Let's describe the scenario...
You have an external application that needs to query or update data in Maximo using a Web Service call. In the real world the outbound XML schema of the caller is different from the Maximo inbound interface.
How can you transform the incoming request to the standard Maximo Web Service interface?
This article describes how to use XSLT (EXtensible Stylesheet Language Transformation) to transform the inbound XML structure to a MIF-compliant one.
This diagram describes what we need to achieve.
NOTE: Before starting complete the Maximo inbound Web Services tutorial to have a basic understanding of inbound Web Services in Maximo and setup the prerequisite configurations for this tutorial.
Setup test tool (SoapUI)
Testing the XSL Transformation in Maximo can be really tedious. You absolutely need a tool to test the XSLT code before putting it into Maximo.
There are many tools around. I suggest to use WmHelp XmlPad for Windows or XTrans.
In this tutorial I will focus on a sample inbound request to create or update an asset into Maximo. This is the sample XML.
<Import> <Equipment> <Equipment>001</Equipment> <Description>My desc</Description> </Equipment> </Import>
We want this incoming XML to be transformed to the following MIF WebService call.
<max:SyncMXD-ASSET> <max:MXASSETSet> <max:ASSET> <max:SITEID>BEDFORD</max:SITEID> <max:ASSETNUM>001</max:ASSETNUM> <max:DESCRIPTION>My desc</max:DESCRIPTION> </max:ASSET> </max:MXASSETSet> </max:SyncMXD-ASSET>
Develop XSL Transformation
Now the interesting part...
XSLT is a powerful tool to transform XML structures. I think it is the best technical option to integrate two different systems using Web Services.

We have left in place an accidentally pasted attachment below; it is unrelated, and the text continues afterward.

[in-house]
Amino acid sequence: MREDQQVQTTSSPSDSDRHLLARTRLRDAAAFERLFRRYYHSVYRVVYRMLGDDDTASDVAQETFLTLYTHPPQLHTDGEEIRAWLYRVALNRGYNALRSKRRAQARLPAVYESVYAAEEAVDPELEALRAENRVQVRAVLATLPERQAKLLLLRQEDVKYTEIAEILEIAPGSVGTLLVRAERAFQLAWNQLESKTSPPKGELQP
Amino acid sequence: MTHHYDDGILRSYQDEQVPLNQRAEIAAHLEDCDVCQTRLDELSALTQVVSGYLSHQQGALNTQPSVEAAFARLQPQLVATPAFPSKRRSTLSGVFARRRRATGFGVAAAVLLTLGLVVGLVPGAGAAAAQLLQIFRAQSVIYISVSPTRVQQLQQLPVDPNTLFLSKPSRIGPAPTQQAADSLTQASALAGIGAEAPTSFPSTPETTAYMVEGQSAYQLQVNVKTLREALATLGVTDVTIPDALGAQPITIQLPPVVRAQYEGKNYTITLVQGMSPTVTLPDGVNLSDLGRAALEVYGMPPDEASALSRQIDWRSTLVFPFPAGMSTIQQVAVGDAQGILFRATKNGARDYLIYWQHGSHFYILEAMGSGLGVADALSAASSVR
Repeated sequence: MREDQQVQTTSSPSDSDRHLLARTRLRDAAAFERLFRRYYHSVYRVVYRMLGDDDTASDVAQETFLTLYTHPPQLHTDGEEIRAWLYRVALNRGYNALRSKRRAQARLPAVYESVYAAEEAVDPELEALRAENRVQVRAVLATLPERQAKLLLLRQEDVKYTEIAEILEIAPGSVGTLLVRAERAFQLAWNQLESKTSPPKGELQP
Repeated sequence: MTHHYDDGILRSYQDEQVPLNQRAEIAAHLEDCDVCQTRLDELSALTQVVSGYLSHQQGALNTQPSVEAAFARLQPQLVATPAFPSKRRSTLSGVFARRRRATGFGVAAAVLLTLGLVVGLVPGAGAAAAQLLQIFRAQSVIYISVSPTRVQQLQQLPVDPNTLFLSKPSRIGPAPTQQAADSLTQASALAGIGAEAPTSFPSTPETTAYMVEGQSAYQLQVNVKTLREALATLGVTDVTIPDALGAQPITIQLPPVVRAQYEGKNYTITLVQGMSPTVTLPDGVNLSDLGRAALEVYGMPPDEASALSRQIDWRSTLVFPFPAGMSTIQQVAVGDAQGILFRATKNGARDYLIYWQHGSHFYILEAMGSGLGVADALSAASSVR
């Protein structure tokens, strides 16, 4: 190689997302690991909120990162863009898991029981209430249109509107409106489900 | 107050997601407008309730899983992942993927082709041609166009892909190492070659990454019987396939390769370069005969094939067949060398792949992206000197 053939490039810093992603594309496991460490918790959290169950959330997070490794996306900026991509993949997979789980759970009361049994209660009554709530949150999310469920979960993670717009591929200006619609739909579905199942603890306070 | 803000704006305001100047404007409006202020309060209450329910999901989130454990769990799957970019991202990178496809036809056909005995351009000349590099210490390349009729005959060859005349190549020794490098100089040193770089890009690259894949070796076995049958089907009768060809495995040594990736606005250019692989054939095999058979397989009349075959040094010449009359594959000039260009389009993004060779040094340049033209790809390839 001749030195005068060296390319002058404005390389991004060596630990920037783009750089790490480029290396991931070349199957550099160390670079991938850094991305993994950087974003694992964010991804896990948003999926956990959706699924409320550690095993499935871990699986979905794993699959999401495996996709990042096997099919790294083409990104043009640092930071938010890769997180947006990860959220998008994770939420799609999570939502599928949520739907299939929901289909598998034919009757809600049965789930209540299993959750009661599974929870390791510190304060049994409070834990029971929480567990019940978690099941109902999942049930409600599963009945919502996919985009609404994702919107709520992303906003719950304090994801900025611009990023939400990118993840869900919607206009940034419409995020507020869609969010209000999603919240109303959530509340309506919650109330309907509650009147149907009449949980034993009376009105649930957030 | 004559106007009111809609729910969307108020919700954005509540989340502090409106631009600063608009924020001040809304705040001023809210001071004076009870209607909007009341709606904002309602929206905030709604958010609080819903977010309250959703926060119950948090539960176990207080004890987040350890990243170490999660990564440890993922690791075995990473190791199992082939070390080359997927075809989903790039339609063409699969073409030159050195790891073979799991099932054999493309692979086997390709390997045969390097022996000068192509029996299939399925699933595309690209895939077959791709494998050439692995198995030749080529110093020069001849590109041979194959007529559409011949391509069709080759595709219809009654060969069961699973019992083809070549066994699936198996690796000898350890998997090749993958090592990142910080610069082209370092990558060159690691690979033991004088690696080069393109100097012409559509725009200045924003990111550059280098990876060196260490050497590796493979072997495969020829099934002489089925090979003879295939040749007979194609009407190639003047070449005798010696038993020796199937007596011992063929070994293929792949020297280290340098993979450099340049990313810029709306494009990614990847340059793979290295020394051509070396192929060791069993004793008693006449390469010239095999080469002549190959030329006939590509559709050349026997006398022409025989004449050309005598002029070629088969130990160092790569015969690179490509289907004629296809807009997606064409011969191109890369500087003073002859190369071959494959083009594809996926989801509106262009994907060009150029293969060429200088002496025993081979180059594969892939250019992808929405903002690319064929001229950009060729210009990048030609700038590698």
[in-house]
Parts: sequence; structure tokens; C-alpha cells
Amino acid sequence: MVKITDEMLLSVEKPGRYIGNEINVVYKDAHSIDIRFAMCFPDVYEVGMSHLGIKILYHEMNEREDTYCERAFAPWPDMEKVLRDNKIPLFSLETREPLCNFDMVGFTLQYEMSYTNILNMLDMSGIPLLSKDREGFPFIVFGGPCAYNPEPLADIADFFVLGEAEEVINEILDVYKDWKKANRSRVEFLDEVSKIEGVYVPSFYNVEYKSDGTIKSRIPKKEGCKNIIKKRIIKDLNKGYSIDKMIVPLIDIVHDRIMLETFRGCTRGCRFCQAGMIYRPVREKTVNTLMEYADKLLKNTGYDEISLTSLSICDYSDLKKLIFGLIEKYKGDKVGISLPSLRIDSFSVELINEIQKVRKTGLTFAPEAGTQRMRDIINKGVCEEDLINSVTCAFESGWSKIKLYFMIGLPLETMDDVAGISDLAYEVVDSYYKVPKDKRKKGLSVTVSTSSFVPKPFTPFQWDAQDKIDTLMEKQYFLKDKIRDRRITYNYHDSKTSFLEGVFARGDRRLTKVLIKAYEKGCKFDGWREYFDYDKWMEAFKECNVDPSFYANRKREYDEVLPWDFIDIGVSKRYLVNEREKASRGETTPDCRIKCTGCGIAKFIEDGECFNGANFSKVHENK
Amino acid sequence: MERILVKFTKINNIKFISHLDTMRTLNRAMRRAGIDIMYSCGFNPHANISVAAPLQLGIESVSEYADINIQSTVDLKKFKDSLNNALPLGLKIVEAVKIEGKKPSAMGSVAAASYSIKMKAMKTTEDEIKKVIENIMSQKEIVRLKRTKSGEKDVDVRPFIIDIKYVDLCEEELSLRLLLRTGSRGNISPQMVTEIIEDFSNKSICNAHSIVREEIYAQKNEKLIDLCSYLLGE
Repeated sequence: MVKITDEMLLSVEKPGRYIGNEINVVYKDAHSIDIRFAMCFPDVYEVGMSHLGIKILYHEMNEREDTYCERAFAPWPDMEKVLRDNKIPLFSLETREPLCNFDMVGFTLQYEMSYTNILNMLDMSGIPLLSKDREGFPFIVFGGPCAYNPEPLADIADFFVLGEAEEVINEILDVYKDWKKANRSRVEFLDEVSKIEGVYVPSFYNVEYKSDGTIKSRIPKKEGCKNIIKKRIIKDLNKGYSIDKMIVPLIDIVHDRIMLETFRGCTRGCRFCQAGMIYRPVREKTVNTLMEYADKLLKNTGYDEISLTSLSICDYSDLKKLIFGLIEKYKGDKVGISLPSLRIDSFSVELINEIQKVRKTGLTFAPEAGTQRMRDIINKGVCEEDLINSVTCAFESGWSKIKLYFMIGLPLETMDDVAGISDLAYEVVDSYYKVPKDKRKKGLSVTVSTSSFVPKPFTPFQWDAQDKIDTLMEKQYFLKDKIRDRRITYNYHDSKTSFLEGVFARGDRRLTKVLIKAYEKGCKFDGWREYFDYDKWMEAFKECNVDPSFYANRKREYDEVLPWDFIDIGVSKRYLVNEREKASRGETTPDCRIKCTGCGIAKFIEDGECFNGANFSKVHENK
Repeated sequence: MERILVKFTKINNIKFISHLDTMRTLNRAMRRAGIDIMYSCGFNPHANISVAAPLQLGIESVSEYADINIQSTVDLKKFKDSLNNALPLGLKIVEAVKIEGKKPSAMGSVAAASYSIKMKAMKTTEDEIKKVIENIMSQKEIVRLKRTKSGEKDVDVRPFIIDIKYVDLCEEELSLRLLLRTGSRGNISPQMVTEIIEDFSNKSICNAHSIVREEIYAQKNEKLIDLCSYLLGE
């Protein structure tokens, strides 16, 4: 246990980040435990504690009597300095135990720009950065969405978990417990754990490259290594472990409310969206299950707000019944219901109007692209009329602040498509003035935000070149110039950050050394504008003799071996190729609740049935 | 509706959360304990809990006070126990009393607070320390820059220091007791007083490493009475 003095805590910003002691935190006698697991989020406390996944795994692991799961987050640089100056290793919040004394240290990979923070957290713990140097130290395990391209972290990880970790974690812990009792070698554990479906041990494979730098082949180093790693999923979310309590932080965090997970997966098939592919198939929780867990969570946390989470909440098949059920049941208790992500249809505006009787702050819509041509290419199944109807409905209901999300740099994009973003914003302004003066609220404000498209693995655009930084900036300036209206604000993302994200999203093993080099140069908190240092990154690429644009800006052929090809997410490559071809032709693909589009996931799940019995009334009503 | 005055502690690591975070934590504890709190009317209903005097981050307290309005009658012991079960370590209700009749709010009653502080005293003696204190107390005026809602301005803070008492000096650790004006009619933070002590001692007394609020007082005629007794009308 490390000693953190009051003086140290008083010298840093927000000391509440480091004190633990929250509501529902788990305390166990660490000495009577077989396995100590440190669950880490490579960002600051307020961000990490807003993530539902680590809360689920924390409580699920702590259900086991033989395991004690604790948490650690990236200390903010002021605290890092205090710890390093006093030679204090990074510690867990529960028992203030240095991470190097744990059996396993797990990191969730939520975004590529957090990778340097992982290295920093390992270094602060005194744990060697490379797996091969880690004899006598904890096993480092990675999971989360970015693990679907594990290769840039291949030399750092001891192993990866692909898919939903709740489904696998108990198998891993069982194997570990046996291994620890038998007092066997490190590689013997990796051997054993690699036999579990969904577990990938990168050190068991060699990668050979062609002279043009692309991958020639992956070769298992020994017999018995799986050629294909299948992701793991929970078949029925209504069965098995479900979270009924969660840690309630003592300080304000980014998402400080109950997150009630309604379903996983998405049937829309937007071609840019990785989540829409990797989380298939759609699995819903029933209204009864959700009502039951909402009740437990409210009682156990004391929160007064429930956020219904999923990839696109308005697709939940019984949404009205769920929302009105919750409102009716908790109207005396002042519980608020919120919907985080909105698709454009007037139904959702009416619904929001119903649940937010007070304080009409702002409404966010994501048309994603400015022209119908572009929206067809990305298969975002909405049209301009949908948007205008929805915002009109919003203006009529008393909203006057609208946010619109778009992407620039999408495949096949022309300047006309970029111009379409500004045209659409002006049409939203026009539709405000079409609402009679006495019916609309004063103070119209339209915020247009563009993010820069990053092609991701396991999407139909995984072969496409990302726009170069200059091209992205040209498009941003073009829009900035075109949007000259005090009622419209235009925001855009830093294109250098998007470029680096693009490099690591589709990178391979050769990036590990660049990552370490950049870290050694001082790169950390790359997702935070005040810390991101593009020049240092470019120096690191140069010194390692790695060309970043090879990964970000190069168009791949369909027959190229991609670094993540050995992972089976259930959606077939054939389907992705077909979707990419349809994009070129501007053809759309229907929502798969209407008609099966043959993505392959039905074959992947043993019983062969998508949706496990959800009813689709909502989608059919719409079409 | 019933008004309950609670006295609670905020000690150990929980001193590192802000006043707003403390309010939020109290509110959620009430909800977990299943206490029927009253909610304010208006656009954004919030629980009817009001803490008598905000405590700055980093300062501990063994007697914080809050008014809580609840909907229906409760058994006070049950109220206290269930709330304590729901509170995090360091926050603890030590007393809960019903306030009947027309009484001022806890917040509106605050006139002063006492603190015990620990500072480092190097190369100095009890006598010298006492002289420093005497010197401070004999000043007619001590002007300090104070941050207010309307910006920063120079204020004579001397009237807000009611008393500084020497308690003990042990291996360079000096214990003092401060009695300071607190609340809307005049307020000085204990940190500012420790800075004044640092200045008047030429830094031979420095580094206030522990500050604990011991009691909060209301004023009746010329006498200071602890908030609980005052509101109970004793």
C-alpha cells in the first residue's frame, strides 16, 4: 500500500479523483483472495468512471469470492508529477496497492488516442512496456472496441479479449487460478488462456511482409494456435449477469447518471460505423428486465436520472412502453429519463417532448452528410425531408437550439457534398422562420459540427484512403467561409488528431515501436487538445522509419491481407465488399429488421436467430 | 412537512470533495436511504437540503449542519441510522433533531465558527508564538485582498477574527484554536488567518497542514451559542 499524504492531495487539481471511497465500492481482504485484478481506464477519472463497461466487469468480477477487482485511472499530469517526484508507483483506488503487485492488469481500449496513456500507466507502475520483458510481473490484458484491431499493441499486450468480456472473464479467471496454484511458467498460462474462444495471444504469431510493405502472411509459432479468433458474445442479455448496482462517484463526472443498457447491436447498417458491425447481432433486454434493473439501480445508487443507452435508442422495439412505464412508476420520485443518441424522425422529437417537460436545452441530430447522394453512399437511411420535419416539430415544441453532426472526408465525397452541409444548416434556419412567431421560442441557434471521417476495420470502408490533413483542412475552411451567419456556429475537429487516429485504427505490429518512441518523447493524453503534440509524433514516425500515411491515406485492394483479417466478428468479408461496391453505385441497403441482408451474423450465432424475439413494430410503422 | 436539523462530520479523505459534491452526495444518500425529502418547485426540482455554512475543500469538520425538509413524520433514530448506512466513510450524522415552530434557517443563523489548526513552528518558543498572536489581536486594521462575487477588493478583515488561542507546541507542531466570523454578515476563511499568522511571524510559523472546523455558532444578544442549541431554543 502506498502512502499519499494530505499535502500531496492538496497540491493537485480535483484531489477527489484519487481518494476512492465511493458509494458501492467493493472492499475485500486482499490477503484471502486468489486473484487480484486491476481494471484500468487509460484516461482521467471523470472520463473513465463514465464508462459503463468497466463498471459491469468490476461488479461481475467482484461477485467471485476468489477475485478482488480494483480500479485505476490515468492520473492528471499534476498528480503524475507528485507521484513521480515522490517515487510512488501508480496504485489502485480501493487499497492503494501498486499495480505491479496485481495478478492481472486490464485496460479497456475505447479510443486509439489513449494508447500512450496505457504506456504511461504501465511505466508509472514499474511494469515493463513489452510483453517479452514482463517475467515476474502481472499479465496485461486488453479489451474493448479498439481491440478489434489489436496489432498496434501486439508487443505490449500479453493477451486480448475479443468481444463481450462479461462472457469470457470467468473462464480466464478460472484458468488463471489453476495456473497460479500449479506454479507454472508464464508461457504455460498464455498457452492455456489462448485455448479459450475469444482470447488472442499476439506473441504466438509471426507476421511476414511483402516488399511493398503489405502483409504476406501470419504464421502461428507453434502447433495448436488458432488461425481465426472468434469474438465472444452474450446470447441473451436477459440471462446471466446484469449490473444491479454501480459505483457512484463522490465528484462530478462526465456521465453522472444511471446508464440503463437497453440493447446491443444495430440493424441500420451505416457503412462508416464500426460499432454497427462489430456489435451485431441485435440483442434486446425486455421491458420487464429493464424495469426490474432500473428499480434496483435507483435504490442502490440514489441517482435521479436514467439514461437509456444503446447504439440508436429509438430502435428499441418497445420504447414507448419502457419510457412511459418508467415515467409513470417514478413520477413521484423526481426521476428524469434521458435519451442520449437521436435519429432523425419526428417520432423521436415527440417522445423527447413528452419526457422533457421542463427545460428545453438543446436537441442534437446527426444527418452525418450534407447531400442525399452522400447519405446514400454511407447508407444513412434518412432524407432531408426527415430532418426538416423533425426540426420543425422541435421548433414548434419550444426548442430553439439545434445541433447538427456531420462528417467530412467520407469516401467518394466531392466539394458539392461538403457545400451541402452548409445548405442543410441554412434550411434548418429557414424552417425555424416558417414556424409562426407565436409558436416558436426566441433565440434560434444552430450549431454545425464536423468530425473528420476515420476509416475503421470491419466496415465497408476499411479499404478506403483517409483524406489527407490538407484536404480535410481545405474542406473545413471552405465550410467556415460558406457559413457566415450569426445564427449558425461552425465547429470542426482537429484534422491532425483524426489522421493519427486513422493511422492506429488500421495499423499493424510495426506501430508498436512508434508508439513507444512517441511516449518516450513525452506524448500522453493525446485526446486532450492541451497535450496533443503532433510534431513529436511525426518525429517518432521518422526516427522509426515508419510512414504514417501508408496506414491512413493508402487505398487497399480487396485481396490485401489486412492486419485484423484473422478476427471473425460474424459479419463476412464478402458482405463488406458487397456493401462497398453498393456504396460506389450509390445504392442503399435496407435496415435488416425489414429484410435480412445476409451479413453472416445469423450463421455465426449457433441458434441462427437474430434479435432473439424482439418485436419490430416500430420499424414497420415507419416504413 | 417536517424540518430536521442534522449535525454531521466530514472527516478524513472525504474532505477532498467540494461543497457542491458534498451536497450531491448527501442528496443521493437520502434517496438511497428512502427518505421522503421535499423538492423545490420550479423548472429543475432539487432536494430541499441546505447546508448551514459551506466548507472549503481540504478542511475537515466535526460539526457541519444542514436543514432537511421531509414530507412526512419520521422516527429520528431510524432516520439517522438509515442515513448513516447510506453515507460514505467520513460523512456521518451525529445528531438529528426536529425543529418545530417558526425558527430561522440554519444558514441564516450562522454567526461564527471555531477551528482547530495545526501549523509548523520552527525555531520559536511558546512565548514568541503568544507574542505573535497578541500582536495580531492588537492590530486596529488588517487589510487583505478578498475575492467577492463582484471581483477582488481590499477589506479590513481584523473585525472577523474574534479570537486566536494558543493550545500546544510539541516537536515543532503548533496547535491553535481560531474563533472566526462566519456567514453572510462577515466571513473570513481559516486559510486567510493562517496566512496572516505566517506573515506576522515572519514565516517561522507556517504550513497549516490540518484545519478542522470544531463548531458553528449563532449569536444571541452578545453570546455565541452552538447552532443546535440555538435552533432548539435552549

I use XMLPad to develop XSLT and test itbut you can use any other tool of your choice.
Now test the following XSL on the sample inbound XML and you will see the magic.
<?xml version="1.0"?> <xsl:stylesheet version="1.0" xmlns:xsl="http://www.w3.org/1999/XSL/Transform" xmlns:max="http://www.ibm.com/maximo"> <xsl:output method="xml" encoding="UTF-8" indent="yes"/> <xsl:template match="Import"> <xsl:apply-templates select="Equipment"/> </xsl:template> <xsl:template match="Equipment"> <max:SyncMXD-ASSET> <max:MXASSETSet> <max:ASSET> <max:SITEID>BEDFORD</max:SITEID> <max:ASSETNUM><xsl:value-of select="Equipment"/></max:ASSETNUM> <max:DESCRIPTION><xsl:value-of select="Description"/></max:DESCRIPTION> </max:ASSET> </max:MXASSETSet> </max:SyncMXD-ASSET> </xsl:template> </xsl:stylesheet>
Deploy XSL file
When everything is working fine in your local test tool you are ready to set the XSL transformation in the Web Service configuration.
There are two methods to provide the XSL file to Maximo: on the filesystem or in the maximo.ear file.
The first one is simpler. First of all you have to copy the XSL file on the Maximo server. For example D:\MIF\MXD-ASSETES.xsl.
Open the Web Services application (Go To > Integration > Web Services) and select the MXD-ASSETES service created in the first tutorial. Set the full path of the XSL file in the 'XSL Map' field.
If you have a cluster of application servers it may be convenient to store the XSD file in the EAR file. Copy the XSL file in a subdirectory of the businessobjects folder in the SMP dir. For example D:\IBM\SMP\maximo\applications\maximo\businessobjects\classes\maximodev\xsl.
After having rebuilt and redeployed the maximo.ear file you can reference the XSL file setting maximodev.xsl.MXD-ASSETES in the 'XSL Map' field (without the .xsl file extension).
Test the Web Service
Now launch SoapUI application and create a new project specifying the WSDL link in the 'Initial WSDL' field. Replace the entire content of the sample request with this (setting the correct SITEID).
<soapenv:Envelope xmlns:soapenv="http://schemas.xmlsoap.org/soap/envelope/" xmlns:max="http://www.ibm.com/maximo"> <soapenv:Header/> <soapenv:Body> <Import> <Equipment> <Equipment>001</Equipment> <Description>My desc</Description> </Equipment> </Import> </soapenv:Body> </soapenv:Envelope>
You can see that this is just the sample XML wrapped in a SOAP envelope.
Using XSLT to transform inbound transactions